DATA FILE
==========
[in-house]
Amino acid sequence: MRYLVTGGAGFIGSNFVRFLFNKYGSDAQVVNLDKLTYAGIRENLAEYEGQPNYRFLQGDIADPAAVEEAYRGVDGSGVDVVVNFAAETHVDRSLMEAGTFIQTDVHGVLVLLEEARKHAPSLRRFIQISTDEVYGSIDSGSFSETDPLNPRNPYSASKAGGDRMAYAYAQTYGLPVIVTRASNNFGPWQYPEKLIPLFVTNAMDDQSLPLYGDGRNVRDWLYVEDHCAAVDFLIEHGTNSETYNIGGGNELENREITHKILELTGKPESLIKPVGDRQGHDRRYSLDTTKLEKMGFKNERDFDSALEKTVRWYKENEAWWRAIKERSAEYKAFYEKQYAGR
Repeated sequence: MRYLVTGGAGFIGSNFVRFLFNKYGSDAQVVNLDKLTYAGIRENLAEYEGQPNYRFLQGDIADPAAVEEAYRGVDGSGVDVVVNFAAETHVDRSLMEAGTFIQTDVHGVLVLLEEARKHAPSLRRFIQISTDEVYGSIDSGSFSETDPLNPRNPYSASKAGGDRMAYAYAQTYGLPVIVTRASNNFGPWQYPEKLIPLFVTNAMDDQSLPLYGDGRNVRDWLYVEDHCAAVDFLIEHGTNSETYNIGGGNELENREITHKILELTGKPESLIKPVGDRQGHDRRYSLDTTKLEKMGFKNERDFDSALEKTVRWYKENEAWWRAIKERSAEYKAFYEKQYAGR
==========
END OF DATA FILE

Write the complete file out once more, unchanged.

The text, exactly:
[in-house]
Amino acid sequence: MRYLVTGGAGFIGSNFVRFLFNKYGSDAQVVNLDKLTYAGIRENLAEYEGQPNYRFLQGDIADPAAVEEAYRGVDGSGVDVVVNFAAETHVDRSLMEAGTFIQTDVHGVLVLLEEARKHAPSLRRFIQISTDEVYGSIDSGSFSETDPLNPRNPYSASKAGGDRMAYAYAQTYGLPVIVTRASNNFGPWQYPEKLIPLFVTNAMDDQSLPLYGDGRNVRDWLYVEDHCAAVDFLIEHGTNSETYNIGGGNELENREITHKILELTGKPESLIKPVGDRQGHDRRYSLDTTKLEKMGFKNERDFDSALEKTVRWYKENEAWWRAIKERSAEYKAFYEKQYAGR
Repeated sequence: MRYLVTGGAGFIGSNFVRFLFNKYGSDAQVVNLDKLTYAGIRENLAEYEGQPNYRFLQGDIADPAAVEEAYRGVDGSGVDVVVNFAAETHVDRSLMEAGTFIQTDVHGVLVLLEEARKHAPSLRRFIQISTDEVYGSIDSGSFSETDPLNPRNPYSASKAGGDRMAYAYAQTYGLPVIVTRASNNFGPWQYPEKLIPLFVTNAMDDQSLPLYGDGRNVRDWLYVEDHCAAVDFLIEHGTNSETYNIGGGNELENREITHKILELTGKPESLIKPVGDRQGHDRRYSLDTTKLEKMGFKNERDFDSALEKTVRWYKENEAWWRAIKERSAEYKAFYEKQYAGR